Mobile Privacy Laws Are on the Horizon
"Momentum is growing for some kind of federal-level mobile privacy law," said Adam Grant, a partner with Alpert, Barr & Grant. How soon will such legislation actually arrive? That's not so clear. "I would expect that if there was a push for legislation, the industry would push back and ask for more time,"said Daniel Castro, senior analyst at the Information Technology & Innovation Foundation.
This past May mobile app developers dodged a bullet when a California state court sided with Delta Airlines in a dispute over its mobile app.
California's attorney general had sued Delta, alleging that the company violated the state's mobile privacy law, which requires a company to clearly state that users' personal information is being collected.
Delta argued that, as an airline, it was subject to the federal Airline Deregulation Act and not state regulations. The judge agreed and dismissed the case.
'Momentum Is Growing'
Still, mobile app providers should not assume the threat of mobile privacy regulation is over, Adam Grant, a partner with Alpert, Barr & Grant, told CRM Buyer.
On the contrary, "momentum is growing for some kind of federal-level mobile privacy law," said Grant, who expects there will be something in place at the federal level within the next 12 months.
There is definitely significant behind-the-scenes activity in the area. It is fair to debate, though, whether such activity will translate into actual legislation, given the near certainty that industry will push back.
Either way, for mobile developers, this is not an issue to let slide off the radar.
'Breaches on the Rise'
Earlier this year the Federal Trade Commission laid down new guidelines for mobile applications. Specifically, the new rules take the same rationale that ads in newspapers, radio and television are subject to, and apply it to mobile devices and social media as well.
Also earlier this year, the U.S. House of Representatives introduced a little-noticed act that Grant thinks has significant potential to become law -- or at least further influence the debate on mobile privacy.
It's the Application Privacy, Protection and Security (APPS) Act and, broadly speaking, it would require mobile developers to give notice and gain consent for any information gathering they do with a mobile app.
Meanwhile, the National Telecommunications and Information Administration, part of the U.S. Commerce Department, is working on a code of conduct for mobile developers that calls for similar practices, Grant said.
All of these various initiatives --- from the FTC to NTIA -- suggest that the mobile privacy issue is more alive than perhaps many in the industry realize.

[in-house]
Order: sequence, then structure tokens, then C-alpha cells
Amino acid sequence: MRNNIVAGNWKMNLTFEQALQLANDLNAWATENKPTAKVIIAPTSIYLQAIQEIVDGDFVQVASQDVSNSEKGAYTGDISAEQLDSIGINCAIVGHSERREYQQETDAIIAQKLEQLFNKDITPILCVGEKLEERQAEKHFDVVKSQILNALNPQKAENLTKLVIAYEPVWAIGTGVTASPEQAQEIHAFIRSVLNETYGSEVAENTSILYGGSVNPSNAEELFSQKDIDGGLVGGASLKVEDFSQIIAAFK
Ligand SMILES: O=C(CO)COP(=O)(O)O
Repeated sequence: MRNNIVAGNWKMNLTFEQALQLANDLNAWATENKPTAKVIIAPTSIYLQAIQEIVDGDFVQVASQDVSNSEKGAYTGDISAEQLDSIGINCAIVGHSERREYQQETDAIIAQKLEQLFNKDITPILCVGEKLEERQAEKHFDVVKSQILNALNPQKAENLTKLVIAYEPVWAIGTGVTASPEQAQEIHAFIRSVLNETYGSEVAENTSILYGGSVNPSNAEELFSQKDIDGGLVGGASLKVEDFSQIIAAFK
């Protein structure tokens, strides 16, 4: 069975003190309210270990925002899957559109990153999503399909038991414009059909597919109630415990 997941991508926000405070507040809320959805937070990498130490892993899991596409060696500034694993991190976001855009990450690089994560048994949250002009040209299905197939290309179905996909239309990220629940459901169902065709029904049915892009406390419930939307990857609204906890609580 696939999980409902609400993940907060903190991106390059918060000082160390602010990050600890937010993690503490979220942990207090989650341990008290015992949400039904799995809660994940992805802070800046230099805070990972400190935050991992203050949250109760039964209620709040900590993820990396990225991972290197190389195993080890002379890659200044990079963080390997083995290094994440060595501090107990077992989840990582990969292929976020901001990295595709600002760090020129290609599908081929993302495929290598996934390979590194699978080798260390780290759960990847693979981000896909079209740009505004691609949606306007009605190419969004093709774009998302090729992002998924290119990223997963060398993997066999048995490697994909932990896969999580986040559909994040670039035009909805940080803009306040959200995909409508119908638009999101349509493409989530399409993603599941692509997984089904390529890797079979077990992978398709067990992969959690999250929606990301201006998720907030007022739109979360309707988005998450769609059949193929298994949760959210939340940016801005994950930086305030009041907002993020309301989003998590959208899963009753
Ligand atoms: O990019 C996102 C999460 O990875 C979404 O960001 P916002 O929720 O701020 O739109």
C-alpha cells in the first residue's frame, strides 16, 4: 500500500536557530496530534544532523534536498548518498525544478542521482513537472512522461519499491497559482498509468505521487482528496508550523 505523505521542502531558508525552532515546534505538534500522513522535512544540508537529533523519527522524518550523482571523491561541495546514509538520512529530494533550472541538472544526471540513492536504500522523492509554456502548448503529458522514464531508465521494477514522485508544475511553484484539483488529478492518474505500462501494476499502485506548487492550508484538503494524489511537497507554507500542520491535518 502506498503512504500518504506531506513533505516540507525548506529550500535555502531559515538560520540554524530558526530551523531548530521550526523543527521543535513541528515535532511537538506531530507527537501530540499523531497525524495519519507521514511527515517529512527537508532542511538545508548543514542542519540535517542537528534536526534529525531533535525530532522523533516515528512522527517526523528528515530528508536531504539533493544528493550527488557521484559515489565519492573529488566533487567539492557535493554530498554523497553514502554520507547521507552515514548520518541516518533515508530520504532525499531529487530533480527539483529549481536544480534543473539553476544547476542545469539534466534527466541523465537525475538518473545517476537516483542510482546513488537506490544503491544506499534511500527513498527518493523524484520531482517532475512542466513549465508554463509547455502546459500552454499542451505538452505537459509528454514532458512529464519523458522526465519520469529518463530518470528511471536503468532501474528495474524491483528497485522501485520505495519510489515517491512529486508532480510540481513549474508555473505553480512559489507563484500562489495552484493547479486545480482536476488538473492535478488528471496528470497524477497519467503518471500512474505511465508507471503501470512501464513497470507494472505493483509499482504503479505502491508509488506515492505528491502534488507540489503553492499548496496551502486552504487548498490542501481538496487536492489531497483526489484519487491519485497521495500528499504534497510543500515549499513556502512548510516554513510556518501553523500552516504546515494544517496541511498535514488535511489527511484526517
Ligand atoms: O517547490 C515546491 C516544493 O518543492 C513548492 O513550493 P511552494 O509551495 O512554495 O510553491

Industry may groan at the regulation, but the silver lining around this particular cloud is that common guidelines would make life easier, Bluebox cofounder and COO Adam Ely told CRM Buyer.
"With breaches on the rise, states have already begun to address this issue with legislation," Ely said. "However, a federal statute would be the most effective approach, and the sooner this is done, the better chance we have to stem the tide of rapidly escalating breaches."
How soon that will happen, however, is not so clear.
"There hasn't been a lot of debate of any of these existing proposals, especially regarding location privacy," Daniel Castro, senior analyst at the Information Technology & Innovation Foundation, told CRM Buyer. "I would expect that if there was a push for legislation, the industry would push back and ask for more time to study and prepare for these proposals."
That said, it will be the wise mobile developer who moves forward assuming that some kind of additional regulations will be in the offing.
Many developers already think along these lines, in fact, and have adopted a practice of "reserving" multiple permissions that aren't actually needed in order to avoid having to ask for permissions again -- such as upon adding features in future releases, Gavin Kim, chief commercial officer for NQ Mobile, told CRM Buyer.
'A Front-Burner Issue'
Increasingly, in fact, mobile developers are recognizing that they do have to better explain not only what permissions they are requesting but also why they are requesting them, Kim said.
"For example, it makes sense that Foursquare needs your location," he explained. "It does not make sense that a flashlight app does."
Indeed, "privacy is now and will continue to be a front-burner issue for application developers in 2013 and beyond," Mark Connon, executive vice president of corporate and business development at Nexage, told CRM Buyer.
"Mobile advertising companies and application providers will benefit by proactively and aggressively developing privacy policies that enable consumer notice and choice," Cannon predicted, "and enforcing those policies through the technologies those developers deploy."